Last week, I gave a presentation to a group of senior folks and thought to mention how important their stories are even though their families might not be interested in them. Perhaps their children will be seniors themselves before they are interested, perhaps it will be the grandchildren or great-grandchildren who appreciate the wonders of the stories. One woman told me her teen grand-daughter was so excited to find and read a book of her old memories, saying, “Grandma, I just read the best book ever! It’s the one you wrote!”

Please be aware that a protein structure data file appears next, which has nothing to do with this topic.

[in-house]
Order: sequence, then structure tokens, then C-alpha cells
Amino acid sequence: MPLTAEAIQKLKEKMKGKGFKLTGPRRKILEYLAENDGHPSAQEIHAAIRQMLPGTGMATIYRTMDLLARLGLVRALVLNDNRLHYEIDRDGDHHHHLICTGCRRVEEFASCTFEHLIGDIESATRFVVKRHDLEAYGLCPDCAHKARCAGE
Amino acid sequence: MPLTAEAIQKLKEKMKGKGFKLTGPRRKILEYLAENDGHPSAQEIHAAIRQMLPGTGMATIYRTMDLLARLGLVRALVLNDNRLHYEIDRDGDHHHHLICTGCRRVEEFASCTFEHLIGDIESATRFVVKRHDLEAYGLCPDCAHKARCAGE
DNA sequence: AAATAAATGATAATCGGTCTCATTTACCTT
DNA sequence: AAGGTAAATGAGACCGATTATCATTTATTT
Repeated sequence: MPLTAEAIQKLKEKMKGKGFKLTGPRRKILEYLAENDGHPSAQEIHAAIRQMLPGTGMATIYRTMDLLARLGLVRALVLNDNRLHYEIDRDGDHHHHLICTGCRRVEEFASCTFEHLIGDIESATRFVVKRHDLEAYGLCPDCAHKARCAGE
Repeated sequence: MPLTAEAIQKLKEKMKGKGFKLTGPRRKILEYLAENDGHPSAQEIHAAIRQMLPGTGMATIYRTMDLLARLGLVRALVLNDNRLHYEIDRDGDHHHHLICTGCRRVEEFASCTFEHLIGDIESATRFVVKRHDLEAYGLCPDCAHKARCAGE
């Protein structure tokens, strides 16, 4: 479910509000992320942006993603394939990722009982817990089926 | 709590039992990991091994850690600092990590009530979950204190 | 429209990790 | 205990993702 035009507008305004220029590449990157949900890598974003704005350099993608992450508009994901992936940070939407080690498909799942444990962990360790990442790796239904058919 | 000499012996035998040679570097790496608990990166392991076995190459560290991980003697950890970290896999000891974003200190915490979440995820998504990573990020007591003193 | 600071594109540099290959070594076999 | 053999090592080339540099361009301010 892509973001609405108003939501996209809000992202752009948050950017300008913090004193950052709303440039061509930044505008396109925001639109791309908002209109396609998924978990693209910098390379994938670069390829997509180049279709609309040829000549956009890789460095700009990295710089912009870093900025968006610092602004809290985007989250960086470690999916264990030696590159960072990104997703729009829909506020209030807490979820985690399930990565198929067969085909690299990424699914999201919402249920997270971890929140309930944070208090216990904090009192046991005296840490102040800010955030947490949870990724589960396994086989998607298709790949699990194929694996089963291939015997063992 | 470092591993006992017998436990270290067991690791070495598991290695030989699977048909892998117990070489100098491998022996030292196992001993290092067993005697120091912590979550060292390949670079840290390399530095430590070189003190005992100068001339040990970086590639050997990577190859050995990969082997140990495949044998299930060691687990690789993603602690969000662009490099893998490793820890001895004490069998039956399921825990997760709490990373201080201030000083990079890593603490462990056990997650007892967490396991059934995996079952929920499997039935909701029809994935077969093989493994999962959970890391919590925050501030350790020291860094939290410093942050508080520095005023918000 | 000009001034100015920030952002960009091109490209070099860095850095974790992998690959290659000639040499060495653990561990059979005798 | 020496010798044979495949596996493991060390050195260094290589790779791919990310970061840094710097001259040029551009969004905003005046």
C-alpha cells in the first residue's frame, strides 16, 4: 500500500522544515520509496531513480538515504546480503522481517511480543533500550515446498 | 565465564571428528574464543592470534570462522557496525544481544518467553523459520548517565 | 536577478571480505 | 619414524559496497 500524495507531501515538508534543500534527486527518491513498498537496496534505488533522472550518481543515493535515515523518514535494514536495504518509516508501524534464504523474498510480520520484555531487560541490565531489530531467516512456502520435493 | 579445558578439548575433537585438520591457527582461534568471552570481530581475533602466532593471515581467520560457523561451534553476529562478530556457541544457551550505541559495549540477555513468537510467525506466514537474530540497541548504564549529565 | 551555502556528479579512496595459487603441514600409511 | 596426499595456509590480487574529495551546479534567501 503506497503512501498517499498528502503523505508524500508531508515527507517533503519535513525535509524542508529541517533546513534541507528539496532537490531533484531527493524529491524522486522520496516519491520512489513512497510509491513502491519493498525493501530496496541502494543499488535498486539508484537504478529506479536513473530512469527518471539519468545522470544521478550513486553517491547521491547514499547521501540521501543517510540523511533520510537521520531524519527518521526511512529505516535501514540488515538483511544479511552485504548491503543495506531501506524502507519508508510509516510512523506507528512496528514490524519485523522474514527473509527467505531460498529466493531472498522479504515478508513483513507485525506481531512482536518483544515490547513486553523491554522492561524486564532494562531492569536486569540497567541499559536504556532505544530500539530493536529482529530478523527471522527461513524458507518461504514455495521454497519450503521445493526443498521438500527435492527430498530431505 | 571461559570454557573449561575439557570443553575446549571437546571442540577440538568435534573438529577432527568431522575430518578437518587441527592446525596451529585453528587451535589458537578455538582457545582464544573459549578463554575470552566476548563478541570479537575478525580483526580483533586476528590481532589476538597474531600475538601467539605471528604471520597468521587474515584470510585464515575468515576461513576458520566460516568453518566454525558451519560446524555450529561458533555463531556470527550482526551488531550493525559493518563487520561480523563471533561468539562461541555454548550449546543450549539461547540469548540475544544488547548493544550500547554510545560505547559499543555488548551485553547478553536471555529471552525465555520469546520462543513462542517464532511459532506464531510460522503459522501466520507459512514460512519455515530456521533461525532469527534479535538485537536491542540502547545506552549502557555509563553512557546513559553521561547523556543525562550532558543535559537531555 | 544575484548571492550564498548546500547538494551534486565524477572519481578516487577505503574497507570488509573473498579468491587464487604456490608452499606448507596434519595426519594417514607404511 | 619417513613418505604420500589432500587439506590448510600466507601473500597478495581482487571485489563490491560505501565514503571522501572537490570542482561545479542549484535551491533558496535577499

A January 21 post in The Heart and Craft of Lifestory Writing blog mentions an article from the Denver Post of that same date called , “Ordinary Families Make History, Too.” A couple of Colorado writers, Irv Green and Andrea Gross, have a business of creating heirloom family story books and noticed that it was often the grandchildren who were more interested in the family stories rather than the grown children of the customers. “I thought it’d be the grandmother writing for her 50-year-old son, but it was the 11-year-old grandchildren going bonkers over the stories,” Gross said. And, that’s about what I say at presentations—you never know who will enjoy the old memories or at what age they will become interested, so write down or tell those stories anyway. If not now, then someday someone will be glad you did.